Opinions and me

I’m sitting and I’m staring at something I wrote. Nobody else in the world has ever read it, nobody but me. My phone is on the opposite side of the room. My opinion of this is completely unmarred by anything else.

img_2211I’m proud of it. It’s completely me, unaffected by the fact someone else may think that sentence is ‘redundant’ or that word doesn’t fit. It’s completely, fully me.

I see opinions everywhere. To do with me, with books, media, science, religion, people I know, people I don’t know. Opinions are encouraged. But they can be damaging.

I care about opinions. I care too much. I let them affect most of what I do, in ways that it shouldn’t. In simple things like wearing a dress because I know other people think it looks nice on me, and in not so simple things like going for a run to deal with how the world tells me I should look.

My finger moves, and I click send. The poem I’ve written is sent off to an editor. In the world I sometimes inhabit, the writing world, you set yourself up to be judged every time you click that send button.

If I were to lie and pretend I was what I wanted to be, I would say that nobody’s opinion but God’s opinion mattered to me. I wish that was true. Every day I strive for that to be true. But it’s not.

What the editors of a literary journal think of my writing matters to me. What the person interviewing me thinks of me matters to me. What my friends think of me matters to me. And what the people who really, truly, know me think of me matters to me.

img_1478I know the truth. Lots of people know me. A few people know me incredibly well, better than I know myself probably. But there is only one who knows me really. God knows me in the fullest way possible. He knows my jumbled, unedited thoughts, he knows my immediate feelings, he knows my motivations and how they turn into actions. He knows my private persona and how that becomes my public persona. He knows who I am and how that differs from who I try to be. And he still loves me.

Why do I still allow myself to be defined by opinions of people who know me at the basest of levels, when God knows me at the highest possible level and continues to love me?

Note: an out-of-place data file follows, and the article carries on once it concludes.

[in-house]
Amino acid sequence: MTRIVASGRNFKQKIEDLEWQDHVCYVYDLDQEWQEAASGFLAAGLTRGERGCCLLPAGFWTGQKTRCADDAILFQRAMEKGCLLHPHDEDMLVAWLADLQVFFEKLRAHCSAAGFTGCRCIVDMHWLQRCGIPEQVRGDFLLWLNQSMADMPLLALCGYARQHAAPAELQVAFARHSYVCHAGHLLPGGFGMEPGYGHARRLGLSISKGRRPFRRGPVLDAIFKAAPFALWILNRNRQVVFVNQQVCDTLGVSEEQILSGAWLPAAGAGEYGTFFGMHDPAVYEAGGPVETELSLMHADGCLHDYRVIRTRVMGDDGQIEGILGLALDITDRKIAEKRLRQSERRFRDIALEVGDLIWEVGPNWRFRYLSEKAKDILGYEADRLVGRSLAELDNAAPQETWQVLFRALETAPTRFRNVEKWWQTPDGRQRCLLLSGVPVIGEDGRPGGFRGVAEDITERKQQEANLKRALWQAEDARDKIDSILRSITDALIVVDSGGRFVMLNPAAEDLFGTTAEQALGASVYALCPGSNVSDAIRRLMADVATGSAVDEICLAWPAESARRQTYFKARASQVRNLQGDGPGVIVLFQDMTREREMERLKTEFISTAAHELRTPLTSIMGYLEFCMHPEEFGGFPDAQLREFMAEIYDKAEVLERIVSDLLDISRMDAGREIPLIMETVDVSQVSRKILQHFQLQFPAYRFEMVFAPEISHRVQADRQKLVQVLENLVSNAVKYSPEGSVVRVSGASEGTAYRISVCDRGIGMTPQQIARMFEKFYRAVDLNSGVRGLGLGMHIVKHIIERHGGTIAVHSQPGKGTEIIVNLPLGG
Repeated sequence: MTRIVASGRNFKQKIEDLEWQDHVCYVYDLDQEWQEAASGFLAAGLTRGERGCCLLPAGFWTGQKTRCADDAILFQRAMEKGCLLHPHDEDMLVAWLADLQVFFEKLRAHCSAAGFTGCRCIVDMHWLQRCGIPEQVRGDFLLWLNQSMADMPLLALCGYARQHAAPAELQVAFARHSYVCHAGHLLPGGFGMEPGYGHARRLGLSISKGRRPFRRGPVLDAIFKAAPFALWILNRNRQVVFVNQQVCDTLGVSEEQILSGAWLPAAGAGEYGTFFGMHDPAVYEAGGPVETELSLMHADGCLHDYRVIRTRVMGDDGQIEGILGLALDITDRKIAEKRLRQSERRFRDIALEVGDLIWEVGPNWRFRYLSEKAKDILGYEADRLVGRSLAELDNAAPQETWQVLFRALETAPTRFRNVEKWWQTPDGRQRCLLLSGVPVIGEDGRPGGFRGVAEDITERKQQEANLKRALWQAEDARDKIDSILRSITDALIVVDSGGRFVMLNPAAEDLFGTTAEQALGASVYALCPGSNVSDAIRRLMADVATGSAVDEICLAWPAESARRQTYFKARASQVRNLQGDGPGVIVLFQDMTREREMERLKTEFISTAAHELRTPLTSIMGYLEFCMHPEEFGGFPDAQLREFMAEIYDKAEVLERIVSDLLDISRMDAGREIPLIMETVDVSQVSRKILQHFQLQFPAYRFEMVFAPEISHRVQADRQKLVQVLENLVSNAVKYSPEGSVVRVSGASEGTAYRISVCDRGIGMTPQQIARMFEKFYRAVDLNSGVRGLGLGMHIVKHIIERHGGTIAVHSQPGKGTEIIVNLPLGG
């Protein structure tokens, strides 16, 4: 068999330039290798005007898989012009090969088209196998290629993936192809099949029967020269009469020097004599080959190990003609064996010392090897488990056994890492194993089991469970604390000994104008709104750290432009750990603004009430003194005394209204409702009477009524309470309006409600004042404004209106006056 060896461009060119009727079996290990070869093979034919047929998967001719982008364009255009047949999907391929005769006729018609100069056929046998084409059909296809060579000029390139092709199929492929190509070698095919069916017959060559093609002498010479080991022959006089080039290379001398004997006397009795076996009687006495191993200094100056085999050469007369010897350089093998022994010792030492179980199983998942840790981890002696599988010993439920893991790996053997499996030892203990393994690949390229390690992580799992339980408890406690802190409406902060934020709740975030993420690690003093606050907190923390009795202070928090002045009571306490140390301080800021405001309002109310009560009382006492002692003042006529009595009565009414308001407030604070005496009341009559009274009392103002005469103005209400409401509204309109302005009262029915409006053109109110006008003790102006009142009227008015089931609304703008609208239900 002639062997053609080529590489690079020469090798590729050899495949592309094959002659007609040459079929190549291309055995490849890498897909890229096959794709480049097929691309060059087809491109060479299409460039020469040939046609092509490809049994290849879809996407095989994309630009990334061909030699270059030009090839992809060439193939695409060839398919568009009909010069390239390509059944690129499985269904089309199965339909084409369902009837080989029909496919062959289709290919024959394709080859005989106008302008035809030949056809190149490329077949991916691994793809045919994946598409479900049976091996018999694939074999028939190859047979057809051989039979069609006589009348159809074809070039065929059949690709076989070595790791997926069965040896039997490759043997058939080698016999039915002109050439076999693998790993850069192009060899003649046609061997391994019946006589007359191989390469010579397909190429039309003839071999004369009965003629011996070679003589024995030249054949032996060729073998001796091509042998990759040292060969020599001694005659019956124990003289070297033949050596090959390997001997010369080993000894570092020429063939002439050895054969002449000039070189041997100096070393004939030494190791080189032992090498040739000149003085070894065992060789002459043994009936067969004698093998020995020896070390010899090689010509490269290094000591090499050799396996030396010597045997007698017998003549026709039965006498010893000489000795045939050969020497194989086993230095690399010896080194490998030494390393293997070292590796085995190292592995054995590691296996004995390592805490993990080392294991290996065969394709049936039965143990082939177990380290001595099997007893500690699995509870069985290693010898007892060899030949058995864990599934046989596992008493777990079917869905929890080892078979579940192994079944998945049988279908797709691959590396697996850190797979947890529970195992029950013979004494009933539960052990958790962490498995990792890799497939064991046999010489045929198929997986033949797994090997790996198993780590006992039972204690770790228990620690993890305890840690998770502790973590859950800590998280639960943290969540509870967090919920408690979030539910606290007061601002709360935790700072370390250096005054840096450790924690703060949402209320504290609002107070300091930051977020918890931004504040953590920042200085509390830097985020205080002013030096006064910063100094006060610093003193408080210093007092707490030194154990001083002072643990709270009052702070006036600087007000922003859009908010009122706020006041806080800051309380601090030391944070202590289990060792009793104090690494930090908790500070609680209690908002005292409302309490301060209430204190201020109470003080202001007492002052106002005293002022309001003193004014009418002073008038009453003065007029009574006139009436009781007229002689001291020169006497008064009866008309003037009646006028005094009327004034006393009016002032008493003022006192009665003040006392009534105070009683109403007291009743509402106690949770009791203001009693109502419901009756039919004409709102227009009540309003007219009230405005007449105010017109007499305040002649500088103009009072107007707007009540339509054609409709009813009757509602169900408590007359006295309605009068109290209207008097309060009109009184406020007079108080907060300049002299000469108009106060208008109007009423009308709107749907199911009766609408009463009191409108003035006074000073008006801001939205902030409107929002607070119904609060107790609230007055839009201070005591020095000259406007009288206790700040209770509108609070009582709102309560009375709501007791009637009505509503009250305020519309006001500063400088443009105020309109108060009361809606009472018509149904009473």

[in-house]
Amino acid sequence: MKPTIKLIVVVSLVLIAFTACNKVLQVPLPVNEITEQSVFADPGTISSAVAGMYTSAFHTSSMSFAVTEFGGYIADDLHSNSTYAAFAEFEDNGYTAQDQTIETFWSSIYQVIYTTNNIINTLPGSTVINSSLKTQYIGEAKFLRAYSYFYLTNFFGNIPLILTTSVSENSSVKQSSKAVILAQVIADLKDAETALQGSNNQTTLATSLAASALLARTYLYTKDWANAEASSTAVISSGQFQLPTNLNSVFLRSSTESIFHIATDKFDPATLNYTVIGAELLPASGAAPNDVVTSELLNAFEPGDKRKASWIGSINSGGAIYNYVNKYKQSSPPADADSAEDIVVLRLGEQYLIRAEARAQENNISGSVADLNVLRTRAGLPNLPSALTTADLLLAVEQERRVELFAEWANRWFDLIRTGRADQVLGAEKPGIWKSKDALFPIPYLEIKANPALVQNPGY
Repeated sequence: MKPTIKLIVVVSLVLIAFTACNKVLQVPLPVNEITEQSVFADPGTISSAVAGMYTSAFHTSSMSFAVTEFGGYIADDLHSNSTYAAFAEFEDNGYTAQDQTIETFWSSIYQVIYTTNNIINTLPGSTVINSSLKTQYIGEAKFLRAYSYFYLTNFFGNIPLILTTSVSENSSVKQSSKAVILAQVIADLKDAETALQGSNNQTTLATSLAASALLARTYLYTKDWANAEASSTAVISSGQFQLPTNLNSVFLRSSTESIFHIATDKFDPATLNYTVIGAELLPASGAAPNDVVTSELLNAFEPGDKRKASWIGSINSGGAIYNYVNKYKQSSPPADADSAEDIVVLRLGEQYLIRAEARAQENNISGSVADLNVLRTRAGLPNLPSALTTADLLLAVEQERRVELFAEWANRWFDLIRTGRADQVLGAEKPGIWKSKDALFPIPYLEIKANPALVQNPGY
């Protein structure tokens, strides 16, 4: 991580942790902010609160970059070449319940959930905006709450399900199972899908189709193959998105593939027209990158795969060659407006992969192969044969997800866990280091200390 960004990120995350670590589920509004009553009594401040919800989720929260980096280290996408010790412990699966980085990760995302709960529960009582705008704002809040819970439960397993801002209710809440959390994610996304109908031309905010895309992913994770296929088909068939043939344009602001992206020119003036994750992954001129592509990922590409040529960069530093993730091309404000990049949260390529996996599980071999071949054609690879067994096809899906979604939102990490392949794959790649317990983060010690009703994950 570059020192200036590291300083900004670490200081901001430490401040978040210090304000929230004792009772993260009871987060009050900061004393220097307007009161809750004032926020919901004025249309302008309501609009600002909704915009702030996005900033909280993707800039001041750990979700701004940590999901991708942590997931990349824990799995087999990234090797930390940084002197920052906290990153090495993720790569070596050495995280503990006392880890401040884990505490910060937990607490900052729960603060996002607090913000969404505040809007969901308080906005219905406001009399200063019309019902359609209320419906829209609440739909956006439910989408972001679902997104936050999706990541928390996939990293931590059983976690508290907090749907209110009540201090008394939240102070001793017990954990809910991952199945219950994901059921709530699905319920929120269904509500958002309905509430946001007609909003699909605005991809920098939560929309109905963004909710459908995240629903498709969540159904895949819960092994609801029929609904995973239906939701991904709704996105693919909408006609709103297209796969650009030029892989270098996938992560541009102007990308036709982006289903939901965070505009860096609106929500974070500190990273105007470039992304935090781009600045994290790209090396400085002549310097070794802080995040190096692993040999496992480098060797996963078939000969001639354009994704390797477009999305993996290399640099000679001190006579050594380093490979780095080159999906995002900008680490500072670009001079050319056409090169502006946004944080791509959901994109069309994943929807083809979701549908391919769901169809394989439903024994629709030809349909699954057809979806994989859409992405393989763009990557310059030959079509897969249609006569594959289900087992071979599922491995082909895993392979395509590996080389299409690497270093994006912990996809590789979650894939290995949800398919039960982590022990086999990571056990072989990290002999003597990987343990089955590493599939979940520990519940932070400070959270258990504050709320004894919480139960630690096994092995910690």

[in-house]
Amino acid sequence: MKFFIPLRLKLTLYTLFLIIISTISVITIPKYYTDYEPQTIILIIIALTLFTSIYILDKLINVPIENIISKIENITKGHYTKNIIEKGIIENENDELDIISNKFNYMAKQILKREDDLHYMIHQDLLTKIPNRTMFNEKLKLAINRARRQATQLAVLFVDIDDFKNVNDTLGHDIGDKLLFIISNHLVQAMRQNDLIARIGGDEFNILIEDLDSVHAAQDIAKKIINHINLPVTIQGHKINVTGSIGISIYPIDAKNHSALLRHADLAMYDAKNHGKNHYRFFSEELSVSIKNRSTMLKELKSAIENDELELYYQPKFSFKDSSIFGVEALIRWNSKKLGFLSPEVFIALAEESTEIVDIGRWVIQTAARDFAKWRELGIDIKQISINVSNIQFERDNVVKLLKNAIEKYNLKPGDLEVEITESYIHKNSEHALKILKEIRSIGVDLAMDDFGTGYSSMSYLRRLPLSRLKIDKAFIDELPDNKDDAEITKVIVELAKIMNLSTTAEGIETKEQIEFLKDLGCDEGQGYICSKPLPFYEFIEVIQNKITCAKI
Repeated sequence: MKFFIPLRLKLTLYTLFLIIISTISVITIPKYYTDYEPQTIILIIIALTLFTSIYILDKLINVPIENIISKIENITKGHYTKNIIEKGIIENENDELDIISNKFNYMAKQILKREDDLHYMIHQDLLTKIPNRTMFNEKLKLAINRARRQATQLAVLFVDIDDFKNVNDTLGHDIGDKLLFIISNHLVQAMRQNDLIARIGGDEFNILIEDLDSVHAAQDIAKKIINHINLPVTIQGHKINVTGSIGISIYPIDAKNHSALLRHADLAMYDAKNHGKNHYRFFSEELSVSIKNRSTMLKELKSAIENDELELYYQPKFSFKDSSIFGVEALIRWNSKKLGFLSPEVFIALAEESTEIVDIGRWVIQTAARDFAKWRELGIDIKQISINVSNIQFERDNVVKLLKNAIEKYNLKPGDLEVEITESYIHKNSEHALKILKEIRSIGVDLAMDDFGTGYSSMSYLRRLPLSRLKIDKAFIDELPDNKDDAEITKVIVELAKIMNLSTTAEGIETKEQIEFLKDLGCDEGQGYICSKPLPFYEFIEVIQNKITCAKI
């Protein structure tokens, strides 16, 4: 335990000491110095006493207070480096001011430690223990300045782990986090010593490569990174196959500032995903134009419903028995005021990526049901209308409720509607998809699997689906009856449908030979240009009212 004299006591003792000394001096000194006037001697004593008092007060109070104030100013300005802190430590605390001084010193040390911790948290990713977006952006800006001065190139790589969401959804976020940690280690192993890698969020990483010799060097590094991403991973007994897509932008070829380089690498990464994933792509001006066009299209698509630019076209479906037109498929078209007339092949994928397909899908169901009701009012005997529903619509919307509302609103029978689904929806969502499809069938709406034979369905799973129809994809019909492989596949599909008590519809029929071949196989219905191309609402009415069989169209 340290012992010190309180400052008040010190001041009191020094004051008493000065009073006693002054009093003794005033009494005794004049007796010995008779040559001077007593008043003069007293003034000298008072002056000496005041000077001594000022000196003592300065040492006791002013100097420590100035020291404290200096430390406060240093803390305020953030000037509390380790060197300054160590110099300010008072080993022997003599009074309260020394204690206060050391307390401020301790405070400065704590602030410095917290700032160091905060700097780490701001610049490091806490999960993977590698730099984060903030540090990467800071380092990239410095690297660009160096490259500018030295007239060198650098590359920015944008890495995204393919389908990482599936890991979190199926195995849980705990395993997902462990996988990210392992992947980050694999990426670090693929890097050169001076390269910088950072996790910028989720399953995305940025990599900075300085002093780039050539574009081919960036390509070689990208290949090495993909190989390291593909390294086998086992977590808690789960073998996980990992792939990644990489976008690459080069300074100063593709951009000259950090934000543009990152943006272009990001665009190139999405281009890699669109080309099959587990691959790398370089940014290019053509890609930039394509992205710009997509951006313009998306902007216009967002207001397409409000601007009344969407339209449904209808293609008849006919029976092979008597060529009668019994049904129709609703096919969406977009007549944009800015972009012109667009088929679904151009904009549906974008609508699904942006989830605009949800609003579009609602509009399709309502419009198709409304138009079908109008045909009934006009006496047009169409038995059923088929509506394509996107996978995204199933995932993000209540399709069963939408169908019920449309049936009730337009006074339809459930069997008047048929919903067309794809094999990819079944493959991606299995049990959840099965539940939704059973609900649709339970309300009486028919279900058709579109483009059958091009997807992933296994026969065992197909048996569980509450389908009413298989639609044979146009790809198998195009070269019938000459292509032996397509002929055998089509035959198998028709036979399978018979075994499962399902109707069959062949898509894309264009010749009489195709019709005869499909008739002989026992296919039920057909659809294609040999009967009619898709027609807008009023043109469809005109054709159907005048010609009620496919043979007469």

“To be loved but not known is comforting but superficial. To be known and not loved is our greatest fear. But to be fully known and truly loved is, well, a lot like being loved by God. It is what we need more than anything. It liberates us from pretense, humbles us out of our self-righteousness, and fortifies us for any difficulty life can throw at us.” – Tim Keller

Other opinions aren’t always bad – they’re important. If I was stuck in my own head all the time then I would be prejudiced, closed to change, closed to progress, closed to joy outwith myself. I don’t want to be that person. But that doesn’t mean that it’s okay for me to be at the other end of the scale and to base everything I am and do on what other people think.

Saying things theoretically always creates a good distance between believing them. I know what I’ve said is true, and I do believe it. But it doesn’t stop my habitual repetitive care about what other people think. But I’ll get there eventually, and that gives me hope. Because God knows me, really, truly knows me, and loves me in the fullest way possible. So I want to put less scope on what other people, my grades, and even my own mind say about me, and more on what God says.

“See what kind of love the Father has given to us, that we should be called children of God; and so we are. The reason why the world does not know us is that it did not know him.” – 1 John 3:1